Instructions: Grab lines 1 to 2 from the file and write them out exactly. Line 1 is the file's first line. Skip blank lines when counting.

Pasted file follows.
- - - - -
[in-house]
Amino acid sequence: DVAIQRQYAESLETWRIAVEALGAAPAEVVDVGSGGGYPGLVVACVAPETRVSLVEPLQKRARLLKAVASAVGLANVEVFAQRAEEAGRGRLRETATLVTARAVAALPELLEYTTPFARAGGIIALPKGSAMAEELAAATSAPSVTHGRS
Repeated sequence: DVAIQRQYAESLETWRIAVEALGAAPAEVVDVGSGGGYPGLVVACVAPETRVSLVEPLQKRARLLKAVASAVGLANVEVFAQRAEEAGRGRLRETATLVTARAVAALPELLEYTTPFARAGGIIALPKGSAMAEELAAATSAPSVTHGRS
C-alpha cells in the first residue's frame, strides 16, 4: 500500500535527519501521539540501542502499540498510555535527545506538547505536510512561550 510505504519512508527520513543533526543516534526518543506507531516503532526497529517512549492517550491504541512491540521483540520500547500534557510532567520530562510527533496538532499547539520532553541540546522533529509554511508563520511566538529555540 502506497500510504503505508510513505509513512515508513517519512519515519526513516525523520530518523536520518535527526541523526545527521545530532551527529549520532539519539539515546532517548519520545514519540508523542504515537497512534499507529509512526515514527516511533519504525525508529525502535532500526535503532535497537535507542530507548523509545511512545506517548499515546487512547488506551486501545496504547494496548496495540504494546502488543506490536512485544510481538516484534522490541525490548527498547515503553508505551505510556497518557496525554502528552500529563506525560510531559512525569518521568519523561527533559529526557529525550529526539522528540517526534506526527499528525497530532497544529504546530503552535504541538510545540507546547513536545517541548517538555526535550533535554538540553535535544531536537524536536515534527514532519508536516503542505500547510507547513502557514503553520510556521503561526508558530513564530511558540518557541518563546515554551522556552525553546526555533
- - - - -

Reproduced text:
[in-house]
Amino acid sequence: DVAIQRQYAESLETWRIAVEALGAAPAEVVDVGSGGGYPGLVVACVAPETRVSLVEPLQKRARLLKAVASAVGLANVEVFAQRAEEAGRGRLRETATLVTARAVAALPELLEYTTPFARAGGIIALPKGSAMAEELAAATSAPSVTHGRS